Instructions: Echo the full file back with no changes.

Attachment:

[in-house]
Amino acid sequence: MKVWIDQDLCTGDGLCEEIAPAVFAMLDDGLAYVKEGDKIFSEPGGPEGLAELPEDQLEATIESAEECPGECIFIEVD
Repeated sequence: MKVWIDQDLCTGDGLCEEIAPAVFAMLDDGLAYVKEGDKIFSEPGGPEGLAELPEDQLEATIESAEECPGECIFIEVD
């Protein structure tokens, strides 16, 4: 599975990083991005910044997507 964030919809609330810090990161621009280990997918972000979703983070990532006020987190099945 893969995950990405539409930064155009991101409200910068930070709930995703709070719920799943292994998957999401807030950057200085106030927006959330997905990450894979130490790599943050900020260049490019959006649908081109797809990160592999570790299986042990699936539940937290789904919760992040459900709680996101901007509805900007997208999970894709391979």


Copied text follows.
[in-house]
Amino acid sequence: MKVWIDQDLCTGDGLCEEIAPAVFAMLDDGLAYVKEGDKIFSEPGGPEGLAELPEDQLEATIESAEECPGECIFIEVD
Repeated sequence: MKVWIDQDLCTGDGLCEEIAPAVFAMLDDGLAYVKEGDKIFSEPGGPEGLAELPEDQLEATIESAEECPGECIFIEVD
């Protein structure tokens, strides 16, 4: 599975990083991005910044997507 964030919809609330810090990161621009280990997918972000979703983070990532006020987190099945 893969995950990405539409930064155009991101409200910068930070709930995703709070719920799943292994998957999401807030950057200085106030927006959330997905990450894979130490790599943050900020260049490019959006649908081109797809990160592999570790299986042990699936539940937290789904919760992040459900709680996101901007509805900007997208999970894709391979």